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Satisfying your Conditions

Sellers can't sell their house to anyone else while it is conditionally sold so they want the deadline to be just long enough for a buyer to get the job done and no longer. As a result, most negotiations result in contracts that give buyers no choice but to get the ball rolling immediately. This is not the time to be searching for a mortgage broker with a good rate. That should have been completed long ago and a pre-approval should have ideally already been obtained to make the approval process even faster.

It is always a good idea for a first time home buyer to get a property inspection. Not only will a good inspection help you from buying a home with problems, it will also give you an opportunity to learn about the systems in your house. A good home inspector will point out the location of all the utility shut offs and provide you with a guide on how to maintain your new home.

Assuming each of your conditions is dealt with to your satisfaction and you wish to proceed with the purchase you will need to waive the conditions by providing written notice to the seller prior to the deadline of the conditions. If you fail to provide the notice in time, the deal dies, you get your deposit back and the seller can sell to someone else.

*Note that when buying new construction on contracts provided by builders, it is often the opposite, and you become legally bound to purchase the home unless you provide written notice prior to the deadline.

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After the Sale is Firm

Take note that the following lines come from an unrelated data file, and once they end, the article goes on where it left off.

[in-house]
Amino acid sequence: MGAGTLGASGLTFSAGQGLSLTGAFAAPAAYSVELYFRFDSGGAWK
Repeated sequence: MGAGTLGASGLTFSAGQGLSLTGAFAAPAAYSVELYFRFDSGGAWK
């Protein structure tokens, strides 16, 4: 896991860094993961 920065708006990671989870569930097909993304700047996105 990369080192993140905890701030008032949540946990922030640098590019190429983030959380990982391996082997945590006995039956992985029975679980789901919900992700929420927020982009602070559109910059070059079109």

Once a contract has all conditions waived it becomes a firm sale. At this point your Realtor will need to know who you intend to use as your lawyer. They will forward all the details to the lawyers and then everyone will promptly ignore you until about a week prior to possession day. About a week before possession your lawyer will contact you to arrange to meet with them and sign more paperwork and provide them with the balance of the down payment money.

Your Realtor will likely follow up with you close to possession day to ensure you've met with the lawyers and arrange a time to meet on possession day to present you with the keys to your new home.

You should use the time prior to possession to arrange for insurance, utilities, mail service, Internet and other things to be active as of possession day.

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Taking Possession of the Property

Possession is typically at noon and most buyers like to get the keys and enter the property as soon as they can, but it's not required. Once you have the keys you're all set to move in and enjoy your new home. Be sure to test all the appliances as soon as is practical to ensure everything is in proper working order.

In most cases owners of homes who use community mail boxes will leave a note with the mailbox key indicating which box belongs to the house. If they don't, just try your key in every box. Mailbox keys for the boxes will be unique so the one that opens is yours.

If you notice a bunch of paint cans or building materials in a garage or basement, it doesn't necessarily mean the sellers left you a mess. Most sellers, as a courtesy, will leave behind materials that can be used for repairs or touch ups such as leftover tile, hardwood or carpet and half empty cans of paint that match the existing colors of the house. This is a good thing and can save you tons of money and effort down the road.

In most cases there are no major surprises but if you do discover an issue with the property you didn't agree to, be sure to save all receipts if you incur costs. If you end up having to go after the seller for damages you'll want proof of all the costs incurred. Also note there is limit to how long after possession you can sue the seller for a problem so it's always best to bring issues to the attention of your Realtor or lawyer sooner rather than later.